One of the star attractions for tourists is whale watching. Picture: Jonas Liebschner/Whale Watching Sydney
One of the star attractions for tourists is whale watching. Picture: Jonas Liebschner/Whale Watching Sydney

Two big drawcards brings millions of visitors to NSW

WHALES and wine have helped lure hordes of interstate holiday-makers to NSW and put the state at the top of the tourism charts.

Sydney again beat Melbourne to claim the title as the number one travel spot around the country, cracking more than 10 million visitors­.

NSW recorded highest growth in domestic tourism numbers and spend around the country as 32.9 million Australians flocked to holiday in the state.

Spending increased by a massive 15 per cent to $19.8 billion off the back of a 9 per cent increase in visitors.

Brisbane couple Kelsie and Eamon Viner took a trip to the Hunter Valley after hearing from friends about the scenery. Picture: Supplied
Brisbane couple Kelsie and Eamon Viner took a trip to the Hunter Valley after hearing from friends about the scenery. Picture: Supplied

Other tourism hot spots included Central NSW, North Coast, South Coast and Hunter Valley which have all seen strong growth in domestic visitor numbers and also in spending figures.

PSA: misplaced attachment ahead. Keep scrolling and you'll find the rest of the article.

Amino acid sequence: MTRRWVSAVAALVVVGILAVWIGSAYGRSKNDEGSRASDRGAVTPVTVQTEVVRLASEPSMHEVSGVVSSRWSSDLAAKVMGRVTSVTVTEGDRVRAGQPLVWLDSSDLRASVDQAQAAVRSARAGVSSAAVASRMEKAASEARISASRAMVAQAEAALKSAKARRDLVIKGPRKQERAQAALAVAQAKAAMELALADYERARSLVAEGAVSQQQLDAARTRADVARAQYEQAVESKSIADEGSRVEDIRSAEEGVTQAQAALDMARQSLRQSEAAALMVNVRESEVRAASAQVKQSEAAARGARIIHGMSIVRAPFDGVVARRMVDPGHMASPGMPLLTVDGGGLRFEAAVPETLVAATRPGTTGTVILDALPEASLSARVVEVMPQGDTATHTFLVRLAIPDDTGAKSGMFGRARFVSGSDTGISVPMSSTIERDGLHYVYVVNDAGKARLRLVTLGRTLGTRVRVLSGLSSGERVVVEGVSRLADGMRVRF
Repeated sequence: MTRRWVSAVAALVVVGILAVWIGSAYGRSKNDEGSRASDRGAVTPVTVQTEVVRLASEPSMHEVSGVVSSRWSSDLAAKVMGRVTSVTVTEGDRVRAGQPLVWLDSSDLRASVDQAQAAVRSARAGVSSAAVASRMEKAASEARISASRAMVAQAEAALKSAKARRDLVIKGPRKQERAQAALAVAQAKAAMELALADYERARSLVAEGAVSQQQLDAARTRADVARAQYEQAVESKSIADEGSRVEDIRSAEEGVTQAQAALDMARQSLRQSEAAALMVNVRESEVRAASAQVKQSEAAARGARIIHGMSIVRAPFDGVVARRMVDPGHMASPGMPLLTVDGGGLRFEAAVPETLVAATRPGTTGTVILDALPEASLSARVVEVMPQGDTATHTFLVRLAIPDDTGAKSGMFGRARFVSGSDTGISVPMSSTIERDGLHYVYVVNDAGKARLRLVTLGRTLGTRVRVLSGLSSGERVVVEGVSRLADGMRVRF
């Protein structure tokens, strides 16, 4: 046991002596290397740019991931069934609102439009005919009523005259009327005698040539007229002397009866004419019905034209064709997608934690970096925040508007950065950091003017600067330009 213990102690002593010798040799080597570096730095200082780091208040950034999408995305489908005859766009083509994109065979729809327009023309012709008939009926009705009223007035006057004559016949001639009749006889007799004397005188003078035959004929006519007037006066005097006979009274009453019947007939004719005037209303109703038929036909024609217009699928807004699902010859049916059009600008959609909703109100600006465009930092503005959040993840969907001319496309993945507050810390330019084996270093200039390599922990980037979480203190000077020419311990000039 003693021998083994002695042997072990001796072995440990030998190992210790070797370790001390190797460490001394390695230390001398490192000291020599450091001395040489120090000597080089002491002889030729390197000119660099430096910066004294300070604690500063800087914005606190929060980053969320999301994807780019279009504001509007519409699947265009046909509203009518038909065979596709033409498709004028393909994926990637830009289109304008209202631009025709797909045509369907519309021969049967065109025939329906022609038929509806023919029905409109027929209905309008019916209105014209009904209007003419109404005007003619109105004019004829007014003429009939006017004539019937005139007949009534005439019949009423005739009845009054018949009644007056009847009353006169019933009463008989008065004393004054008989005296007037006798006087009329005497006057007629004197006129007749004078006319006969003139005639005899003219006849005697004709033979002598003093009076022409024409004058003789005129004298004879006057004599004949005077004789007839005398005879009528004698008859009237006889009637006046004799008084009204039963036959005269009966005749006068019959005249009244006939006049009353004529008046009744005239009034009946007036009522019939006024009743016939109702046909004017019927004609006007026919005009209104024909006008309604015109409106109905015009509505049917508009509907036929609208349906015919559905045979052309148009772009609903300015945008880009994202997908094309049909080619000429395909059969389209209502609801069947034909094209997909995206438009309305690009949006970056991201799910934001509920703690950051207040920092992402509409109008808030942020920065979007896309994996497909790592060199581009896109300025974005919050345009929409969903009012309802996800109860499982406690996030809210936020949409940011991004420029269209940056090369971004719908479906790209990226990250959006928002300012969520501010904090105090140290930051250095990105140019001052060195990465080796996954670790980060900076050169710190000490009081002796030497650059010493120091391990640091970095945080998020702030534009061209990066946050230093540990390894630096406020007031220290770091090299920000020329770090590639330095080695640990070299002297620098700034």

Federal Tourism Minister Simon Birmingham said the state benefited from its great range of attractions.

 

 

"Whether it be wine tasting in the Hunter, bushwalking in the Snowy Mountains or whale watching off Eden - there is no shortage of unique experiences and adventures to be had in NSW," he said.

"Natural beauty is one of our greatest assets and it's great to see Australians are fully taking advantage of the natural diversity our country has to offer."

 

New South Wales is definitely worth a visit.
New South Wales is definitely worth a visit.

 

Brisbane couple Kelsie and Eamon Viner decided to take a break in the Hunter this week after hearing from friends that it was a "scenically beautiful place".

"It has absolutely lived up to our expectations and we didn't realise just how many wineries are here - there are vines everywhere," Mrs Viner said.

Mr Birmingham said more Australians were turning to nature and the great outdoors for their holidays.

"Trips that included bushwalking increased 14 per cent to 12.4 million. Visits to national or state parks were up 12 per cent to 11.8 million, while visits to the beach were up 5 per cent to 23.8 million," he said.

 

The Central Coast is also one of the popular spots for visitors. Picture: Jenny Evans
The Central Coast is also one of the popular spots for visitors. Picture: Jenny Evans

 

He said the past financial year was the first time the number of overnight trips taken by Australians at home had reached the 100 million mark.

"This is an impressive result for our tourism industry with more Aussies holidaying at home and for longer, while also spending record amounts."

Mr Birmingham said one in 13 Australians were employed in the tourism industry and these results would help to create more jobs which was supported by the government's record funding to Tourism Australia.